What do Riots have to do with eBooks?

The London riots were set off by the suspicious shooting of Mark Duggan, but it rapidly became clear that something deeper was amiss… Personally, I blame ebooks.

Of course, we’re moving into an information society – we’ve been doing it for at least a decade now with the digitalization of the music and film industry, but it’s really picking up steam now that books and journalism are undergoing the transformation. In a recent piece for the Guardian, the writer Ewan Morrison gives authors (and the publishing industry) 25 more years, tops.

The crux of the argument is this: The value of creative information or ‘content’ trends towards zero when it becomes digitally transferable and is no longer contained in something like a paperback book or a CD. Once it becomes free, of course, no body gets paid to produce it. So ends publishing as we know it (and full-time writers, musicians, etc…) The rebuttal to his piece missed the point; when you take the long view, the twenty-five year view, content must always adapt to medium that contains it.

Most of what a developed society produces is content. Especially youth and especially today. We create youtube. We write fanfiction. We write blogs and webcomics and wikipedia… We create the internet every day, and we do it all for free.

And we create all of this because we need it. There was a recent report on Fox News report (citing the US census) about how 99.9% of the ‘poor’ have refrigerators, 65% have cable tv, and so on… Aside from this being a striking example of right-wing callous, it speaks to a very real truth: space is finite, the planet and its resources are finite, and yet capitalism relies on infinite growth. Capitalism works when people need refrigerators… But when everyone already has one (and there’s only enough room in your apartment for one fridge anyways) what do we consume?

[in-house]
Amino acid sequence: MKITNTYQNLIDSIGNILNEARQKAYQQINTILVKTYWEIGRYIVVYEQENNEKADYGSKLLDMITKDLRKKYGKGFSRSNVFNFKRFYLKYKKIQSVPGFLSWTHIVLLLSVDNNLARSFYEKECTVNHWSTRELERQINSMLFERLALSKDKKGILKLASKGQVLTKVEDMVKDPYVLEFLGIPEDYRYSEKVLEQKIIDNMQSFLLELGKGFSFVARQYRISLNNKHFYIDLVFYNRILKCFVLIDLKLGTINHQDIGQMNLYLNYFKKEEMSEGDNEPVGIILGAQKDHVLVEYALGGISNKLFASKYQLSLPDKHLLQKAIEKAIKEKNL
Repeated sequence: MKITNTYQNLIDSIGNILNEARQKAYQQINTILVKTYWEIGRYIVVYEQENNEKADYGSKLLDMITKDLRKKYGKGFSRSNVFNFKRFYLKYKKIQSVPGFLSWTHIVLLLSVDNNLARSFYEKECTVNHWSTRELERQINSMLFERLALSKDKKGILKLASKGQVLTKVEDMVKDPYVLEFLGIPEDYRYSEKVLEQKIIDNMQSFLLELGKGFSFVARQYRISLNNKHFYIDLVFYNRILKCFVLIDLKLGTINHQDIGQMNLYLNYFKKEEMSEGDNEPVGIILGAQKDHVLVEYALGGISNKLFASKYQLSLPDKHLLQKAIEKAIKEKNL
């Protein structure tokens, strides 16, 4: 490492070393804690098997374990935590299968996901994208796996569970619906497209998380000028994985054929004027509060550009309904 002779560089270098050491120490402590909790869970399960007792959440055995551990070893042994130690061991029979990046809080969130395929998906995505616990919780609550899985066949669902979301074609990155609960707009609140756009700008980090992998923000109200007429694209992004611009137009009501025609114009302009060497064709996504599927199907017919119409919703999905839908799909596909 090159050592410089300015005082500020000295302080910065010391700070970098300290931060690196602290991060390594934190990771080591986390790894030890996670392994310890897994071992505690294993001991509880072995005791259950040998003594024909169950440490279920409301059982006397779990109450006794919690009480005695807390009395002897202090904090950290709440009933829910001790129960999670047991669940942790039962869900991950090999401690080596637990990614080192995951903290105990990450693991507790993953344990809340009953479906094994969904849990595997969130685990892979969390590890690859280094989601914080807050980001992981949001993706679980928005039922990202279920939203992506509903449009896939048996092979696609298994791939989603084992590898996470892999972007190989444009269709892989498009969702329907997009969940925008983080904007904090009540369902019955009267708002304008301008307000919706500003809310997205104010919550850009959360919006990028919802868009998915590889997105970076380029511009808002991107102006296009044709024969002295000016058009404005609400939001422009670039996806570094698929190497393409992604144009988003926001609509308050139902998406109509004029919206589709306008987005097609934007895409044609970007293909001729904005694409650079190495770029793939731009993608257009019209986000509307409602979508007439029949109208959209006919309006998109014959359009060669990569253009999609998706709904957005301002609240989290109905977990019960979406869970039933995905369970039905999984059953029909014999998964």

Free time is infinite. As societies develop and become more efficient, it’s also growing. And content fills time. Content is the only growth economy. Creativity makes content, but most creativity is not remunerated – and even many traditional forms (music, indy films, books) are trending towards the free.  This is not a new concept — Buckminster Fuller called it ephemeralization and saw it happening with the factory assembly line.

It used to be that to fill time, you’d have to buy a CD or a paperback book. Now you download or stream it of find it on facebook – usually for free. Except that we have to pay the service providers for our internet hookup, cell phones, Netflix and such – when all they do is ship our content around. We have created a new system of slavery – expect that instead of free work, we have become creative slaves in the service of ISPs and search engines. The information economy is based on slave labor.

We know how to create an economy based on stuff – do we know how to build one based on time?

Right now, strictly as a business proposition, no one makes a living wage by writing poetry. And yet who could argue that society doesn’t benefit more from poets than it does from the angrily unemployed?